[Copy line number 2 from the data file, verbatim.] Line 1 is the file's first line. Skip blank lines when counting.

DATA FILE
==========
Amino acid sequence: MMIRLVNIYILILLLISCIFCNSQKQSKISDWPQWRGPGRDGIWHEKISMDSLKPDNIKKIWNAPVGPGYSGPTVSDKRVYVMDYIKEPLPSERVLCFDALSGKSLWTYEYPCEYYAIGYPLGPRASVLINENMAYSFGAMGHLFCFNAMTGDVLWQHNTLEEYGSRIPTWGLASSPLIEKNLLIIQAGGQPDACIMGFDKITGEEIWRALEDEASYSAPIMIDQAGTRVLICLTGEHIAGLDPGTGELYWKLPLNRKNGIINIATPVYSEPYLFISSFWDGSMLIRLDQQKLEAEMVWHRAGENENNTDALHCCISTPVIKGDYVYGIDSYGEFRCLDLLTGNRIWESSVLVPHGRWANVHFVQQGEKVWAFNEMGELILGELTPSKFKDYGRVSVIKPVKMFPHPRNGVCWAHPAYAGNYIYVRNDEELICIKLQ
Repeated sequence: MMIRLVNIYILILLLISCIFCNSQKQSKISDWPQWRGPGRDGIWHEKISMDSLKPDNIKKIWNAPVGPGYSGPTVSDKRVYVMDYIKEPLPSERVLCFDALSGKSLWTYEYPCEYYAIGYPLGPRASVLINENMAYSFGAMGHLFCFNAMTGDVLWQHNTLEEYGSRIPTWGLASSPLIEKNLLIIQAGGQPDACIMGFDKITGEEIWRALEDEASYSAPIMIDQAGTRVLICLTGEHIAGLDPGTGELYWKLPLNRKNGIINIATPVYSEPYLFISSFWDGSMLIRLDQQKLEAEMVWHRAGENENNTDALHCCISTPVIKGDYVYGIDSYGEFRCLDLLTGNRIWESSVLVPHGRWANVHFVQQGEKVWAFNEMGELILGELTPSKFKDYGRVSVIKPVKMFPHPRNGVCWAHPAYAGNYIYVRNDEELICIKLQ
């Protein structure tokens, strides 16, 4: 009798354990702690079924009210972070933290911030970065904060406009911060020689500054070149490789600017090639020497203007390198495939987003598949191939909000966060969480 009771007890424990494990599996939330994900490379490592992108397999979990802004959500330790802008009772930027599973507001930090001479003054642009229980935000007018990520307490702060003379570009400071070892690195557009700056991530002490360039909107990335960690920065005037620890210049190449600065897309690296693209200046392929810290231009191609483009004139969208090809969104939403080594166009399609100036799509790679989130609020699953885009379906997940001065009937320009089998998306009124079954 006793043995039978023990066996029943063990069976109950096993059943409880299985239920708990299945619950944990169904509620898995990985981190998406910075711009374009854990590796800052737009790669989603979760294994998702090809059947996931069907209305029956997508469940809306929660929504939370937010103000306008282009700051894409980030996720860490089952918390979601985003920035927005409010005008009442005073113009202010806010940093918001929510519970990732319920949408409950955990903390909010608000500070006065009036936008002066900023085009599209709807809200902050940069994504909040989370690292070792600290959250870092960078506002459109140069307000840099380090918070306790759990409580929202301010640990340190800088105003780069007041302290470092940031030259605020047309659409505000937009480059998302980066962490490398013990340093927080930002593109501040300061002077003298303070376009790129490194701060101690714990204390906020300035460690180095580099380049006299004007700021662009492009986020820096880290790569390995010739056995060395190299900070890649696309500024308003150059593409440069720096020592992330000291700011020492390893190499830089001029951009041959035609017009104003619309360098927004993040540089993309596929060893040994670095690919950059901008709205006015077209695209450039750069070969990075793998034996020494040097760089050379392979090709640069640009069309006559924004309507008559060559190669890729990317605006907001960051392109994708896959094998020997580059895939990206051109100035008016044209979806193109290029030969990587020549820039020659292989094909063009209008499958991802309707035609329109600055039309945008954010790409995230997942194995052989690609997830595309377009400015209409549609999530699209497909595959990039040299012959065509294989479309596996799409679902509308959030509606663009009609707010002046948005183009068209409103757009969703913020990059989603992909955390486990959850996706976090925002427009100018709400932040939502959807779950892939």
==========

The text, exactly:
Repeated sequence: MMIRLVNIYILILLLISCIFCNSQKQSKISDWPQWRGPGRDGIWHEKISMDSLKPDNIKKIWNAPVGPGYSGPTVSDKRVYVMDYIKEPLPSERVLCFDALSGKSLWTYEYPCEYYAIGYPLGPRASVLINENMAYSFGAMGHLFCFNAMTGDVLWQHNTLEEYGSRIPTWGLASSPLIEKNLLIIQAGGQPDACIMGFDKITGEEIWRALEDEASYSAPIMIDQAGTRVLICLTGEHIAGLDPGTGELYWKLPLNRKNGIINIATPVYSEPYLFISSFWDGSMLIRLDQQKLEAEMVWHRAGENENNTDALHCCISTPVIKGDYVYGIDSYGEFRCLDLLTGNRIWESSVLVPHGRWANVHFVQQGEKVWAFNEMGELILGELTPSKFKDYGRVSVIKPVKMFPHPRNGVCWAHPAYAGNYIYVRNDEELICIKLQ